Why did you choose this trip? It was a chance to step out of my daily life, serve alongside interesting and generous people and spend time getting to know migrants on the final stages of difficult journeys. I also loved the chance to explore new places solo. The sunny skies of the New Mexico desert and mountains did not disappoint!
Was this your first solo vacation? No, I’ve done a whole lot of solo backpacking trips, including along the Colorado Trail in 2018.
Reader: Mary Wiley, 60, Minneapolis
Where she went: Monaco, Switzerland, France and Italy
Tell us about your trip: I plan one big overseas trip each year. I look for cheap fares and saw some good prices in France, so the planning started there. I had never been to the Côte d’Azur, and I love Formula 1 and wanted to see racing sites. I saw the tracks in Monaco and Monza, in Italy.
How much did it cost? About $7,000 for 11 days last November. The trip was more than I would normally spend. It was a birthday trip, so I really didn’t hold back when it came to meals.
Most surprising cost: The price of food in Monaco and Milan was higher than I expected.
Why did you choose this trip? I celebrated my 60th birthday there.
Was this your first solo vacation? No. I like to take myself on international trips and became comfortable with being alone because of business travel. I like being able to set my own agenda, to feel like I fit into the city. And I really have met some interesting people.
Fulfilling a Mexico dream on a budget
Reader: Sandy Snowe, 73, Merritt Island, Fla.
Where she went: San Miguel de Allende, Mexico
Tell us about your trip: In February I went to gorgeous San Miguel Allende, a UNESCO World Heritage site in Mexico’s northern highlands. It was somewhat impromptu; I booked my tickets in January. I particularly enjoyed the walking and food tours, and visiting the local thermal springs.
How much did it cost? A little over $800 for six nights last February. I used United Airlines points to fly.
What was a surprising expense to you? No surprises. Eating mostly in the local market kept food expenses low.
Why did you choose this trip? I’d heard of San Miguel de Allende from a friend’s mother and had always wanted to visit. I’m glad I finally did. It’s an amazingly beautiful and rugged colonial city.
Was this your first solo vacation? No. I lived in Latin America in my 20s and backpacked many times. I prefer traveling solo! You know you’re well accompanied when you go by yourself. You don’t have to make any compromises.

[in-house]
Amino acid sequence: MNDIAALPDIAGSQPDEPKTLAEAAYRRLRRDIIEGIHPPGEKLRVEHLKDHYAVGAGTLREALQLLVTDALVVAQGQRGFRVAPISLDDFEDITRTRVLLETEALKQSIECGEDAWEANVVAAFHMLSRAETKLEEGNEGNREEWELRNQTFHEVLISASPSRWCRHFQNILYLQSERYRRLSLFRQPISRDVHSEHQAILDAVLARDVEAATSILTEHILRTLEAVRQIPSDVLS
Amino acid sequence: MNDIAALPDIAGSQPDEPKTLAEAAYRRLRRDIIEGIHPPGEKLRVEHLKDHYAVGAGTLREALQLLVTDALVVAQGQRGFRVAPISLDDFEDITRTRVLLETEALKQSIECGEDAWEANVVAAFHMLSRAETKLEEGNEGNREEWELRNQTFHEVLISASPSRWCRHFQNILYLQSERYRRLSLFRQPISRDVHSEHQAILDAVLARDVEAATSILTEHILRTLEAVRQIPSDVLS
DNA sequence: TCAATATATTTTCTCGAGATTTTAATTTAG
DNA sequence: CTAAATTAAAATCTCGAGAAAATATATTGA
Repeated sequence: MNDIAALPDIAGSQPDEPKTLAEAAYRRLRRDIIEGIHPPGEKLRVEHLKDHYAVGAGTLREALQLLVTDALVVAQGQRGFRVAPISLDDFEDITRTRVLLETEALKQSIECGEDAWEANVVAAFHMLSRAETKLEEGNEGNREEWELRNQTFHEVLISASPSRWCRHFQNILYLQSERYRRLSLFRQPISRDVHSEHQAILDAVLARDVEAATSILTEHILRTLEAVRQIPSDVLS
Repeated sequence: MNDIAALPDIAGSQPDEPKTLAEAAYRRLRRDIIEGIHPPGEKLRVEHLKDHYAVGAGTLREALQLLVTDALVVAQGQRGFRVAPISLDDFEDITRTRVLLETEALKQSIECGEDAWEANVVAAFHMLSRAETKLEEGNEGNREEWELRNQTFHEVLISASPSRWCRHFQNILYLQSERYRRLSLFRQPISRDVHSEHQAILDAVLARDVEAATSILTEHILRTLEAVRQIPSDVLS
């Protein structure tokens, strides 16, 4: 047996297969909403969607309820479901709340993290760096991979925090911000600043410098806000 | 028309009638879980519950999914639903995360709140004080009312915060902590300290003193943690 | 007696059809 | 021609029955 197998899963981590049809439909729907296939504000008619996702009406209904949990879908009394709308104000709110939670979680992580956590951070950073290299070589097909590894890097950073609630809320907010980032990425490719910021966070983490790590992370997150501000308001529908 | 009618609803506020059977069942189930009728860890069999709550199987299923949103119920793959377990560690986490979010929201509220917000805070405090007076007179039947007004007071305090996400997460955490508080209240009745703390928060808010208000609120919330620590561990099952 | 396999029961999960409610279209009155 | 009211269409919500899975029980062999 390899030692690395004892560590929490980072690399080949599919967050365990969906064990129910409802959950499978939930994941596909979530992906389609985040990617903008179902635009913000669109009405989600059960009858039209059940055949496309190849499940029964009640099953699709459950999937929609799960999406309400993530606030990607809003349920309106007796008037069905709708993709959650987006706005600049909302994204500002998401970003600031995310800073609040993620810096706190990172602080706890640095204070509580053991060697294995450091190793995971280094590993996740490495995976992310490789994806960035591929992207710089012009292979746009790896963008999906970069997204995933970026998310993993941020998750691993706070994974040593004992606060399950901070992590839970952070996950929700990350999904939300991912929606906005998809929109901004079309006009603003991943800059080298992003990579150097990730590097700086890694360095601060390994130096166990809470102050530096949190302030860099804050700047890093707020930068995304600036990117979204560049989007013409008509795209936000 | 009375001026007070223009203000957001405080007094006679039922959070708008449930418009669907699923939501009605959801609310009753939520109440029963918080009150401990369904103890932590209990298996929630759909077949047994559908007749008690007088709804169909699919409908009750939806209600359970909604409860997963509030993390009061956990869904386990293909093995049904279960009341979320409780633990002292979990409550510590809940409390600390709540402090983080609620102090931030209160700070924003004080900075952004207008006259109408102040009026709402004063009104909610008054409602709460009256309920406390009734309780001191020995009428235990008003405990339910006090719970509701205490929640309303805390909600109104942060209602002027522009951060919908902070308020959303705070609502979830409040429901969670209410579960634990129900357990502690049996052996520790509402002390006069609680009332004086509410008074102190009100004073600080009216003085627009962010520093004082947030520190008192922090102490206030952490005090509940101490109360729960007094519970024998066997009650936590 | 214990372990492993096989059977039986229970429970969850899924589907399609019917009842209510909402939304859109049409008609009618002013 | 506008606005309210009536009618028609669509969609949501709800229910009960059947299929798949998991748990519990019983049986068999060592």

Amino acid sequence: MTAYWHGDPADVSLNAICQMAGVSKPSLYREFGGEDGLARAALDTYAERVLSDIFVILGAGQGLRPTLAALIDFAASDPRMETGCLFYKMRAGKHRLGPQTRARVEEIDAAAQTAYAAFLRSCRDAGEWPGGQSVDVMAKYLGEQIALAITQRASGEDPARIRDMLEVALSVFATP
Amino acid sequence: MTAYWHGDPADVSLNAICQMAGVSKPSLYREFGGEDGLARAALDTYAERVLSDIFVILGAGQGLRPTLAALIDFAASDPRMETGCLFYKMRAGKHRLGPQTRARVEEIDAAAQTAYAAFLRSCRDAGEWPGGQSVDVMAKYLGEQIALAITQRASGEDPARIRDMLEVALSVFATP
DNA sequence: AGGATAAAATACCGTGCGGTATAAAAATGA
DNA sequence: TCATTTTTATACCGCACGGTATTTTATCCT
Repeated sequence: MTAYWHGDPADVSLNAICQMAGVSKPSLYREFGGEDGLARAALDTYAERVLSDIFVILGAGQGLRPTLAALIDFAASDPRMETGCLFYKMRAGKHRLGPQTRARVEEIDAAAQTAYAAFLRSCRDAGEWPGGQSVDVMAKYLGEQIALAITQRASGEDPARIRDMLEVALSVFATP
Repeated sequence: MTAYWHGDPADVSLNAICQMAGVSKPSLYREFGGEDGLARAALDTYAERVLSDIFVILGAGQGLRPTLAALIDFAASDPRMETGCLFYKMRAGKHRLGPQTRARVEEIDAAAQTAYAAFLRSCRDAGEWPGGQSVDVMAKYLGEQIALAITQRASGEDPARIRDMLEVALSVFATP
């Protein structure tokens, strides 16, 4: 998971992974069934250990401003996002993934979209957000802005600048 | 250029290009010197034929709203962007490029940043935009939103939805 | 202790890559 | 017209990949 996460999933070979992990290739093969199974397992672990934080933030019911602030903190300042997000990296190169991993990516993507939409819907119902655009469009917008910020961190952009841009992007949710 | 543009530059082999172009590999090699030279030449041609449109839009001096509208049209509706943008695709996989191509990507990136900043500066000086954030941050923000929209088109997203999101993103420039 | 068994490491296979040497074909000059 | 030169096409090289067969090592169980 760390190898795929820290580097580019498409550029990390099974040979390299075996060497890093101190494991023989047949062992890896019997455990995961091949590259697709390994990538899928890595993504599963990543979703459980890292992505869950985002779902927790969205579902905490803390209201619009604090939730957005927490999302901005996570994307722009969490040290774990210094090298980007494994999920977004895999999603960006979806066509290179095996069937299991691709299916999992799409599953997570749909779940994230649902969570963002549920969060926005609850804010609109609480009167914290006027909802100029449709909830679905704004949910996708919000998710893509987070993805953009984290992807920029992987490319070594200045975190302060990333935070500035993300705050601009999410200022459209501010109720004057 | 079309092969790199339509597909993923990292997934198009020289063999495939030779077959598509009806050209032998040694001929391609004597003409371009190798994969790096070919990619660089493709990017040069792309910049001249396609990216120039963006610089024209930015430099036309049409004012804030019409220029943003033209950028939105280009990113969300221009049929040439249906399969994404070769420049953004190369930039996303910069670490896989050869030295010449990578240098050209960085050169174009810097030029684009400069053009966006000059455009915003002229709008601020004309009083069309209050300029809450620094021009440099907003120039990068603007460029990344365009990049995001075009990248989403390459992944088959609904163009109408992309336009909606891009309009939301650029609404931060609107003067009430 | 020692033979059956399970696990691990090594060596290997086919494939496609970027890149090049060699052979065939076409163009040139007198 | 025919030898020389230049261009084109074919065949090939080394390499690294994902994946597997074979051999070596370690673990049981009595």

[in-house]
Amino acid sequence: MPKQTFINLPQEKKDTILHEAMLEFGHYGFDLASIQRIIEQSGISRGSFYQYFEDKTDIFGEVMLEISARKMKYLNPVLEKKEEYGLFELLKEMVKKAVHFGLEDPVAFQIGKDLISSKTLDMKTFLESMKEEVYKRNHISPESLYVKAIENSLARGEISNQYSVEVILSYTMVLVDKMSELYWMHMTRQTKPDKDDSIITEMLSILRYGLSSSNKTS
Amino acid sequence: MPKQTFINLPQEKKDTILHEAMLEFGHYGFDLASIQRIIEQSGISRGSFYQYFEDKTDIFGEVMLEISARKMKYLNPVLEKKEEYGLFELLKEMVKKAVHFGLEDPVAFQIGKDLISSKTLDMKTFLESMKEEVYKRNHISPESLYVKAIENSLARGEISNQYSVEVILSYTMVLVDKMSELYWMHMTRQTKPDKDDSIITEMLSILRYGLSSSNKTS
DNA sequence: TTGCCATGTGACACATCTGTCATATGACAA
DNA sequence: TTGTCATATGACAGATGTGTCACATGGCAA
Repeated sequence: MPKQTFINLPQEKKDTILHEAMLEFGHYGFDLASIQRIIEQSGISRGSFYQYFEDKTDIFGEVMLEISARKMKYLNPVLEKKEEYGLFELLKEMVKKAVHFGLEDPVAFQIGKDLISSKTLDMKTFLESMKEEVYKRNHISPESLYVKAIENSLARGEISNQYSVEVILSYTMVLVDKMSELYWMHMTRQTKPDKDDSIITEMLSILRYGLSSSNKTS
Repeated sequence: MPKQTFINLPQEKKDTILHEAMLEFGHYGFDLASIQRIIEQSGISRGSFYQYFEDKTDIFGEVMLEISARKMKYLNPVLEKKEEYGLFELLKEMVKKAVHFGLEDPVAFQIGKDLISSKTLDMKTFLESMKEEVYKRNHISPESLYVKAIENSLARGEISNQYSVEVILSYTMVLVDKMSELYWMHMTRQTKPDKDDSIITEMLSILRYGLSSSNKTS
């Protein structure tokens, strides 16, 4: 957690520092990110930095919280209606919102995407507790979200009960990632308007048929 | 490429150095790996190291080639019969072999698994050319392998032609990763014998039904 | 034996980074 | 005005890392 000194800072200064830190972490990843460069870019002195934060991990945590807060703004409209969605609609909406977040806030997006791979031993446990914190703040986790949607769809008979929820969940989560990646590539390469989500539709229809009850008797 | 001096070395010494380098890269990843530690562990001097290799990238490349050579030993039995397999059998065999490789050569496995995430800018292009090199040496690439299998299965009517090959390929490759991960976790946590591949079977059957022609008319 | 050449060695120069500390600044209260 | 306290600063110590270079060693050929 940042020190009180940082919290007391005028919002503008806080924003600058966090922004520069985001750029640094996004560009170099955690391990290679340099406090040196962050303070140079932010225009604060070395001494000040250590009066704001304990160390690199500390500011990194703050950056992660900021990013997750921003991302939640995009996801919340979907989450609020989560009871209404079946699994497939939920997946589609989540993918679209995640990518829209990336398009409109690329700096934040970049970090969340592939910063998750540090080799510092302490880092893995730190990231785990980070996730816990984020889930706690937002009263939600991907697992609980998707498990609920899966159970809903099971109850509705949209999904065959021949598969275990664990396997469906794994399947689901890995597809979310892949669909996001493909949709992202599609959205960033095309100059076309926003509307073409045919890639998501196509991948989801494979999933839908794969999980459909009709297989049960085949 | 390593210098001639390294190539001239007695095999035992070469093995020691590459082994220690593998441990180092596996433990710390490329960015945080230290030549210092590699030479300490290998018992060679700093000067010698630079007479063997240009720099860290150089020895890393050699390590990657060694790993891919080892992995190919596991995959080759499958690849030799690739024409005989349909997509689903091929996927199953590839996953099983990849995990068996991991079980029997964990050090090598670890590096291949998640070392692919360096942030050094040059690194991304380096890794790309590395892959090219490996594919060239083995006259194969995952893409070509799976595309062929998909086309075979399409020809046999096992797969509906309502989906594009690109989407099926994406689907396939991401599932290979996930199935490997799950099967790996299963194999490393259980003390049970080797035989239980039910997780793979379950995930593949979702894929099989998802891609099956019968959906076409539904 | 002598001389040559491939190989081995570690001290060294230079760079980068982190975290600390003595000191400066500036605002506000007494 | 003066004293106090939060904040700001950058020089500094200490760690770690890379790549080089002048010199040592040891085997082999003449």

Finding solace in the Faroe Islands
Reader: Meg Christensen, 37, Portland, Ore.
Where she went: Edinburgh and the Isle of Skye, in Scotland, and the Faroe Islands
Tell us about your trip: I got to the Faroe Islands by traveling through Edinburgh, and at the end of my trip I took a three-day tour up to the Isle of Skye. Because there are so few restaurants (and hotels) on the Faroe Islands, I stayed at Airbnbs with kitchens so I could cook for myself. I rented a car to island hop.
Some highlights: kayaking on a big lake and taking in a beautiful waterfall in the sunshine — one of the most beautiful sights I’ve ever seen.
How much did it cost? About $3,500 for two weeks last October.
Most surprising cost: I decided spontaneously to travel to the Isle of Skye ($520), an add-on that I booked while I was in Edinburgh.
Why did you choose this trip? I wanted to be outside surrounded by natural beauty, and I wanted to enjoy my own company. I chose the Faroe Islands because I love Scandinavia, and they seemed spooky and beautiful. It also seemed safe for solo female travelers.
Was this your first solo vacation? No, but it had been a decade since the last one. It’s important to me to have a good friendship with myself, and being alone on some tiny islands in the North Atlantic felt really powerful in that regard. I had a great time. I took measures to stay safe — really grippy hiking boots, venturing out only in the daylight hours, communicating often with my husband.
Reader: Gordon McHardy, 65, Lafayette, La.
Where he went: Paris
Tell us about your trip: I went to Paris for 25 days. It was my fifth visit to the city but the longest I’ve ever been there. I stayed in a small hotel near the Cluny Museum and was able to walk to a majority of the great attractions and explore the best neighborhoods. I visited many museums, some several times over the course of the trip. I rediscovered my favorite parts of Paris and explored new areas, too.
How much did it cost? About $7,300 for nearly a month last November.
Most surprising cost: I found daily gym passes, at $30, to be fairly expensive. The museums were very well priced.
Why did you choose this trip? It had been about 15 years since my last visit to the city, and I’d long dreamed of returning to immerse myself in the Parisian lifestyle.
Was this your first solo vacation? My favorite way to travel is solo. It opens doors that normally you wouldn’t always get asked to go through. It keeps me grounded in what I believe: that we all need to take care of each other and be open to new people and experiences.